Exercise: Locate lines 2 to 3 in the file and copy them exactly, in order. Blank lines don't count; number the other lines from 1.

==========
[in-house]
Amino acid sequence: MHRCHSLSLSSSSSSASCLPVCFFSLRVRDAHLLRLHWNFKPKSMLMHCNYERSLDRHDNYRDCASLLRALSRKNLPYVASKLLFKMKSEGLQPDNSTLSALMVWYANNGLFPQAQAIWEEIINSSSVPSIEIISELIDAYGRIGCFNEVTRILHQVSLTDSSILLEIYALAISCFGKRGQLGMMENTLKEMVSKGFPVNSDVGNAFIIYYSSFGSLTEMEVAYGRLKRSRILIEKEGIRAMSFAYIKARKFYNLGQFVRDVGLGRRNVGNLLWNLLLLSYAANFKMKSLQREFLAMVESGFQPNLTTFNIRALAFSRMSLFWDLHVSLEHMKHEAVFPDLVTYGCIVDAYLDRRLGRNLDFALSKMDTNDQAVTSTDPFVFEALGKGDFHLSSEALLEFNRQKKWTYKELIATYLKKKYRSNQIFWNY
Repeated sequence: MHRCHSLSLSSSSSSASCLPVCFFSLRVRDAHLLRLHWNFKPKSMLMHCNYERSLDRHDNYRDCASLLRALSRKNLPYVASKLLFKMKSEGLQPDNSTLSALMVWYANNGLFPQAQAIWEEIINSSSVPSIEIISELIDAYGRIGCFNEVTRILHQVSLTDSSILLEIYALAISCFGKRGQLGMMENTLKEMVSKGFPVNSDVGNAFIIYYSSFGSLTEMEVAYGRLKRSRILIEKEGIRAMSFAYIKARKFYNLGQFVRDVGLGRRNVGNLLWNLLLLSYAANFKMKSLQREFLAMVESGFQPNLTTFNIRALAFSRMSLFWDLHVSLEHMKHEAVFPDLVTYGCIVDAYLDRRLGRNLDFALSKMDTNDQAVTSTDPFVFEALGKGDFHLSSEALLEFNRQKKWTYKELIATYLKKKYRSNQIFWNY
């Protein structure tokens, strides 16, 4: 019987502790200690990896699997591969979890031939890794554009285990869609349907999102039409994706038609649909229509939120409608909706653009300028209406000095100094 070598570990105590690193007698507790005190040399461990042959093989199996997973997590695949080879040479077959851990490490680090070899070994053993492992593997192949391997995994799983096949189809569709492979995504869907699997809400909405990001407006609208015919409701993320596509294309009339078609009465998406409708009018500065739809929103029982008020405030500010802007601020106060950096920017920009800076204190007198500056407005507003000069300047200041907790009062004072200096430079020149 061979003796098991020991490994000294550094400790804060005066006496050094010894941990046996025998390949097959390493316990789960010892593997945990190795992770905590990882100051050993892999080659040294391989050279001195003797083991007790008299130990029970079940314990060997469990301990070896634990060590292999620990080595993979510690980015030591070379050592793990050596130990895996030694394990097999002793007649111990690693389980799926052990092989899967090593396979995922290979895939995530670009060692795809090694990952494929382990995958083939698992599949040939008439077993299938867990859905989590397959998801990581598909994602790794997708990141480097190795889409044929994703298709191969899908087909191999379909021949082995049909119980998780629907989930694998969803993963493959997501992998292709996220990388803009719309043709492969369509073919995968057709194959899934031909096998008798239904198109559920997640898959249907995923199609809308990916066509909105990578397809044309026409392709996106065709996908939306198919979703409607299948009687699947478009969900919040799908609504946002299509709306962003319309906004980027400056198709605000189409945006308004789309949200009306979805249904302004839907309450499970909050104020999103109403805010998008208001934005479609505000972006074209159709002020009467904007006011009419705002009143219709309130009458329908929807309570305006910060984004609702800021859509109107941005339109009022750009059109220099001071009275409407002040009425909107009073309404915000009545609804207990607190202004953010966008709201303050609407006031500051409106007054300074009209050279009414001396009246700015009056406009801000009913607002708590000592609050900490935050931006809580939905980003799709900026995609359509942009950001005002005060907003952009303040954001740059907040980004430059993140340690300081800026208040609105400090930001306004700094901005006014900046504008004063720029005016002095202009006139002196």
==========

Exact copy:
Amino acid sequence: MHRCHSLSLSSSSSSASCLPVCFFSLRVRDAHLLRLHWNFKPKSMLMHCNYERSLDRHDNYRDCASLLRALSRKNLPYVASKLLFKMKSEGLQPDNSTLSALMVWYANNGLFPQAQAIWEEIINSSSVPSIEIISELIDAYGRIGCFNEVTRILHQVSLTDSSILLEIYALAISCFGKRGQLGMMENTLKEMVSKGFPVNSDVGNAFIIYYSSFGSLTEMEVAYGRLKRSRILIEKEGIRAMSFAYIKARKFYNLGQFVRDVGLGRRNVGNLLWNLLLLSYAANFKMKSLQREFLAMVESGFQPNLTTFNIRALAFSRMSLFWDLHVSLEHMKHEAVFPDLVTYGCIVDAYLDRRLGRNLDFALSKMDTNDQAVTSTDPFVFEALGKGDFHLSSEALLEFNRQKKWTYKELIATYLKKKYRSNQIFWNY
Repeated sequence: MHRCHSLSLSSSSSSASCLPVCFFSLRVRDAHLLRLHWNFKPKSMLMHCNYERSLDRHDNYRDCASLLRALSRKNLPYVASKLLFKMKSEGLQPDNSTLSALMVWYANNGLFPQAQAIWEEIINSSSVPSIEIISELIDAYGRIGCFNEVTRILHQVSLTDSSILLEIYALAISCFGKRGQLGMMENTLKEMVSKGFPVNSDVGNAFIIYYSSFGSLTEMEVAYGRLKRSRILIEKEGIRAMSFAYIKARKFYNLGQFVRDVGLGRRNVGNLLWNLLLLSYAANFKMKSLQREFLAMVESGFQPNLTTFNIRALAFSRMSLFWDLHVSLEHMKHEAVFPDLVTYGCIVDAYLDRRLGRNLDFALSKMDTNDQAVTSTDPFVFEALGKGDFHLSSEALLEFNRQKKWTYKELIATYLKKKYRSNQIFWNY